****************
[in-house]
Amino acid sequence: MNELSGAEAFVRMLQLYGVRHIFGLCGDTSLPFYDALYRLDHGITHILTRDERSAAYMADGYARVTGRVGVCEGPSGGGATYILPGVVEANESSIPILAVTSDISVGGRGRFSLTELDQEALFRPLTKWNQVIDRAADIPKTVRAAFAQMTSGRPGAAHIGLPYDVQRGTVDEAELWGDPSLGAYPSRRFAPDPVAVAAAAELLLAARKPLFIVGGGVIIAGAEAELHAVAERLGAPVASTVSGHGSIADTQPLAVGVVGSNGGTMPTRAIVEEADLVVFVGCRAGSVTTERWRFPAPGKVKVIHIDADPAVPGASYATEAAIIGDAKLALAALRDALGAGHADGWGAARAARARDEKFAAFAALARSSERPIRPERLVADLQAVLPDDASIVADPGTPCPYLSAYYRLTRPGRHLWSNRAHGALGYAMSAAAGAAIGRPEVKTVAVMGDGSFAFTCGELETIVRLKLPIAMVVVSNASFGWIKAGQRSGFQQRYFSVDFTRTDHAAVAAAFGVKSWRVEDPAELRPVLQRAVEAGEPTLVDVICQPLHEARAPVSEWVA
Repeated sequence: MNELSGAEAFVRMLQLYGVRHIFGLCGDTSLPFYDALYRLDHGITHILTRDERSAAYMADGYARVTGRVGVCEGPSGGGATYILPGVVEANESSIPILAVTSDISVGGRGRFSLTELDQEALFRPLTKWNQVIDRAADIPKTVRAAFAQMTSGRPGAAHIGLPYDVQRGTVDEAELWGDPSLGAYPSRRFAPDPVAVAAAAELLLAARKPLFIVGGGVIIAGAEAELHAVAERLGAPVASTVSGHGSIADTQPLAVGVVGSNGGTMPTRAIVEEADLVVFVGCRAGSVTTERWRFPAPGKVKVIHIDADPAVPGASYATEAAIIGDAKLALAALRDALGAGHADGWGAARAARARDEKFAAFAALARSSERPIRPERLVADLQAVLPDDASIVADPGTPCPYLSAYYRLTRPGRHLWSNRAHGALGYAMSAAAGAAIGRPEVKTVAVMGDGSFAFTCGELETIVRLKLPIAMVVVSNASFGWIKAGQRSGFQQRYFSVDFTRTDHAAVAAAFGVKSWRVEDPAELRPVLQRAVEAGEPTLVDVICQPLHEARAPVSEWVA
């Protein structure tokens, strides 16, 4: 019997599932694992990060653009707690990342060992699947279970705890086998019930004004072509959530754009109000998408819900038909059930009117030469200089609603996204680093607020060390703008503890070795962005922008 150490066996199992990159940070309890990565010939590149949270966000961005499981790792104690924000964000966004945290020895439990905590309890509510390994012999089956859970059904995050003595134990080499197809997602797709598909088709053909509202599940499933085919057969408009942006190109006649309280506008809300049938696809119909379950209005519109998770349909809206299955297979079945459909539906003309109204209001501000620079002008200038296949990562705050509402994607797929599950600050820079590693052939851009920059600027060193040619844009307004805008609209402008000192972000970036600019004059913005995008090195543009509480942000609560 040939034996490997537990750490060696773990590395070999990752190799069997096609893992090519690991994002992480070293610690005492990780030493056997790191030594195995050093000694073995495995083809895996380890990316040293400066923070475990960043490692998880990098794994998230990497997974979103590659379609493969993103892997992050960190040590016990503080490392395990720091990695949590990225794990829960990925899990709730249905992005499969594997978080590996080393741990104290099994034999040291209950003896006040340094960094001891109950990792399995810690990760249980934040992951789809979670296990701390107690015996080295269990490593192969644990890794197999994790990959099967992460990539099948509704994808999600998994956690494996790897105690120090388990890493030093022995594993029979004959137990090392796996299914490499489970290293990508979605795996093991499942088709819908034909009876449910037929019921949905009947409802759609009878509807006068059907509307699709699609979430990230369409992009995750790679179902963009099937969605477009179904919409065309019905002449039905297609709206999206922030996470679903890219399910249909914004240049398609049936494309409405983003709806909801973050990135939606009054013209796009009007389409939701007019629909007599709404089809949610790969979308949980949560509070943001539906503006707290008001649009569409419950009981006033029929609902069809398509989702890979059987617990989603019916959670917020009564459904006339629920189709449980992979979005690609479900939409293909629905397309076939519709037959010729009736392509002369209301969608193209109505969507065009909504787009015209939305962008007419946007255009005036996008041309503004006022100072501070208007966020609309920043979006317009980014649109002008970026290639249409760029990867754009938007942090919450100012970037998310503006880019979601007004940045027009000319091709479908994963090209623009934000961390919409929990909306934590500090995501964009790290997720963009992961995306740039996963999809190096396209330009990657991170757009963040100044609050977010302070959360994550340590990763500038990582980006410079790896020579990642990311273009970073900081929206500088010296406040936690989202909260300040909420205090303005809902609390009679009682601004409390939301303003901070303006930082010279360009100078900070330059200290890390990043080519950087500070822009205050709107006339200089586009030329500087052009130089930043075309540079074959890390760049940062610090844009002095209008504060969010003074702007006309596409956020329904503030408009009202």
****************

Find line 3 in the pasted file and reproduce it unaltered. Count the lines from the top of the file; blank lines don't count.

Repeated sequence: MNELSGAEAFVRMLQLYGVRHIFGLCGDTSLPFYDALYRLDHGITHILTRDERSAAYMADGYARVTGRVGVCEGPSGGGATYILPGVVEANESSIPILAVTSDISVGGRGRFSLTELDQEALFRPLTKWNQVIDRAADIPKTVRAAFAQMTSGRPGAAHIGLPYDVQRGTVDEAELWGDPSLGAYPSRRFAPDPVAVAAAAELLLAARKPLFIVGGGVIIAGAEAELHAVAERLGAPVASTVSGHGSIADTQPLAVGVVGSNGGTMPTRAIVEEADLVVFVGCRAGSVTTERWRFPAPGKVKVIHIDADPAVPGASYATEAAIIGDAKLALAALRDALGAGHADGWGAARAARARDEKFAAFAALARSSERPIRPERLVADLQAVLPDDASIVADPGTPCPYLSAYYRLTRPGRHLWSNRAHGALGYAMSAAAGAAIGRPEVKTVAVMGDGSFAFTCGELETIVRLKLPIAMVVVSNASFGWIKAGQRSGFQQRYFSVDFTRTDHAAVAAAFGVKSWRVEDPAELRPVLQRAVEAGEPTLVDVICQPLHEARAPVSEWVA